Americans bought more cars, restaurant meals and building supplies in July, a rise in spending that points to better economic growth anchored by an improving job market.
Retail sales climbed 0.6 percent last month after a flat reading in June, the Commerce Department said Thursday.
July's increase suggests that the combination of solid hiring and cheaper gasoline is contributing to rising consumer confidence and spending after a muted start to 2015. Greater retail sales could help boost overall economic growth because consumer spending accounts for the bulk of U.S. economic activity.
"This report looks solid after a run of disappointing numbers," said Ian Shepherdson, chief economist at Pantheon Macroeconomics.
Purchases at auto dealers rose 1.4 percent last month, while restaurants and building materials stores both recorded a 0.7-percent gain. Shopping also improved at furniture stores, sporting goods retailers and clothiers.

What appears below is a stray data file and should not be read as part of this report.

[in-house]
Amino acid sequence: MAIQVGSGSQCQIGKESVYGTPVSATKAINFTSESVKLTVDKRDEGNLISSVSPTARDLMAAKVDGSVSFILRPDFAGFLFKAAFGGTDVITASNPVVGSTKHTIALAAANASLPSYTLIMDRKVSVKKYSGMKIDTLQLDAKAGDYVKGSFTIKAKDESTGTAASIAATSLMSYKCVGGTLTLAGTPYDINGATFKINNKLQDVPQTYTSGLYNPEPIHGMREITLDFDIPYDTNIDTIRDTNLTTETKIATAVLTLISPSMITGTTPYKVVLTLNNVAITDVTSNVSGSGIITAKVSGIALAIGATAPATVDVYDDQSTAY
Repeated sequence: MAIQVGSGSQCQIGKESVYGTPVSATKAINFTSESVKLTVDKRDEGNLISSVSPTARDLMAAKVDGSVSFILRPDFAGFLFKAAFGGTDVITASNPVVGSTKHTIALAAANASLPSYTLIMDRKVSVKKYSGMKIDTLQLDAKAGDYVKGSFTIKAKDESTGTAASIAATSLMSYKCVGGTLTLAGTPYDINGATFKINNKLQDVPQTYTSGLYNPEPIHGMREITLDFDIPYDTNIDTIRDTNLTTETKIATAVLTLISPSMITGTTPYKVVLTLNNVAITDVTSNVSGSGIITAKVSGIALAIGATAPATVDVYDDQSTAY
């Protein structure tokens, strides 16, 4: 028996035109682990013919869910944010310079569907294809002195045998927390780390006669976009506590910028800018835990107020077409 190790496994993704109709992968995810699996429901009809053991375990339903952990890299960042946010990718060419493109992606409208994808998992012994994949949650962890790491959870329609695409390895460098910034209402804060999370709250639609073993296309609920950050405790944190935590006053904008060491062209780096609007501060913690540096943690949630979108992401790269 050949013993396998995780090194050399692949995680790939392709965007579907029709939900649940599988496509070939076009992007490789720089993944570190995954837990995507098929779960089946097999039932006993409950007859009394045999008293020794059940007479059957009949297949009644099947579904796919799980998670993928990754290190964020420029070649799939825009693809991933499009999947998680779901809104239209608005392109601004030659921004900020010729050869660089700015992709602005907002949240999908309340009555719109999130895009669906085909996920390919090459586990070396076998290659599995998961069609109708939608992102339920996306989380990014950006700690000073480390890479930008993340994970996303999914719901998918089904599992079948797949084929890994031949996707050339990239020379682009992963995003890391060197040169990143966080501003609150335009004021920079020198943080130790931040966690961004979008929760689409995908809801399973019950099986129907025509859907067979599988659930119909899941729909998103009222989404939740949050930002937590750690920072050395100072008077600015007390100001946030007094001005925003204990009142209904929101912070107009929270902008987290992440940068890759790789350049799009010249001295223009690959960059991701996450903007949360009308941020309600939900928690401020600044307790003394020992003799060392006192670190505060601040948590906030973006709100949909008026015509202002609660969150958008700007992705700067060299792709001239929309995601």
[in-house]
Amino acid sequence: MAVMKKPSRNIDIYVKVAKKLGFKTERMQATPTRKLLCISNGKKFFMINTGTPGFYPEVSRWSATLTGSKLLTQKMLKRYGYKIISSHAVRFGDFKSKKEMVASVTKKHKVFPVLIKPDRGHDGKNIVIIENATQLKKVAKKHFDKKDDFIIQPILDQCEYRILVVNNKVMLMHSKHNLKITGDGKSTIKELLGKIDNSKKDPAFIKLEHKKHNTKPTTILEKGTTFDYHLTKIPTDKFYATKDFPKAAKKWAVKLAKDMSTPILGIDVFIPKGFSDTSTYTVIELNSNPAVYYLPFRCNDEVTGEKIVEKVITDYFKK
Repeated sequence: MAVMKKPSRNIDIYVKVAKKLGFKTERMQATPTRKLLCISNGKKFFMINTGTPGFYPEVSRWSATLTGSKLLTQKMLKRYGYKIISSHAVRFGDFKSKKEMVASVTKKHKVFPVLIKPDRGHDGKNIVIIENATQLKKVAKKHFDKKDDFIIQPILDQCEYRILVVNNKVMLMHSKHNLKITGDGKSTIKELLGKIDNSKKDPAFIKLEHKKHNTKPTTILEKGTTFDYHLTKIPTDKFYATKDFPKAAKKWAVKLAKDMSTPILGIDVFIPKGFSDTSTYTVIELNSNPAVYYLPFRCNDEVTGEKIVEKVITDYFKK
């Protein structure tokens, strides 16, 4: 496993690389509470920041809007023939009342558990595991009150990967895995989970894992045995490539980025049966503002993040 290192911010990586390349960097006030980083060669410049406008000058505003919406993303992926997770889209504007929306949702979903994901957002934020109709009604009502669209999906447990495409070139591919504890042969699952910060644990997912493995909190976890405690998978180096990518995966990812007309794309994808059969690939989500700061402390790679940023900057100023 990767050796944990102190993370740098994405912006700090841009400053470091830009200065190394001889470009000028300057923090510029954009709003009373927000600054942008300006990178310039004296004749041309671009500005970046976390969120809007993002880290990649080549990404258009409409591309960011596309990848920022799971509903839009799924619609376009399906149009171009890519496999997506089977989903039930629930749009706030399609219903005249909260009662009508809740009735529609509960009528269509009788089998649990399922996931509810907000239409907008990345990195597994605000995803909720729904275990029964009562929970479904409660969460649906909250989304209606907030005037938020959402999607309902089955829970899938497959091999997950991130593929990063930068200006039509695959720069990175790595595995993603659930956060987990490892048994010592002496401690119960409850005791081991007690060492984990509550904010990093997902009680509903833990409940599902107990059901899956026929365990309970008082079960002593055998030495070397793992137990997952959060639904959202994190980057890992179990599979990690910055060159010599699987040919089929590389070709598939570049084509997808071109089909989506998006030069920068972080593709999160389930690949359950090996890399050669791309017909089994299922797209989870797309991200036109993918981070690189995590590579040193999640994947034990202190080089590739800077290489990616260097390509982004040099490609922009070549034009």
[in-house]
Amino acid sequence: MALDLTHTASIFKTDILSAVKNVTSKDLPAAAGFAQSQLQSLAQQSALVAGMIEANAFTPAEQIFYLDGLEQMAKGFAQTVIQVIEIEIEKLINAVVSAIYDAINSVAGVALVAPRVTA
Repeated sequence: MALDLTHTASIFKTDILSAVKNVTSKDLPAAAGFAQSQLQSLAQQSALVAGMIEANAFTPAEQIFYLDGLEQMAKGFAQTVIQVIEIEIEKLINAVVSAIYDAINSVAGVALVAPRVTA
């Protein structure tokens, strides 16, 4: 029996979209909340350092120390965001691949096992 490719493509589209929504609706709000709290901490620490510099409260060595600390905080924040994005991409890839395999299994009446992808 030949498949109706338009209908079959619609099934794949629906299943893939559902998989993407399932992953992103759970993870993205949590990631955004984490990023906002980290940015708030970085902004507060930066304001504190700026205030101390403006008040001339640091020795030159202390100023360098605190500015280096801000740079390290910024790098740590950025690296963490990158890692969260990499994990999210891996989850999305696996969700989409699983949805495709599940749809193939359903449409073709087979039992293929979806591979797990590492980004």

Even gasoline station sales increased in July, although lower prices at the pump have generated a 15.2-percent drop in sales over the past year.
Not all sectors improved last month. Sales waned at electronics and department stores, while spending at grocers was flat.
In the past 12 months, retail sales have risen 2.4 percent. That increase slightly exceeds average hourly wage growth of 2.1 percent, a sign that consumers are starting to spend their additional earnings after a prolonged period of caution during the six-year recovery from the Great Recession.
Retail spending has improved as employers have added a solid 2.9 million jobs over the past year. The hiring has driven the unemployment rate down to 5.3 percent from 6.2 percent during that period.
Gasoline prices are averaging $2.59 a gallon nationwide, a 25-percent drop over the past year, according to AAA.
But the drop in gas prices also weighed on retail sales, which the government measures in dollars. When prices drop and the dollar becomes cheaper relative to other currencies, consumers might be buying the same amount of items even if they're spending less money.
Economists watch the retail sales report closely because it provides the first indication each month of the willingness of Americans to spend. Consumer spending drives 70 percent of the economy. Still, retail sales account for only about one-third of spending, with services such as haircuts and Internet access making up the remaining two-thirds.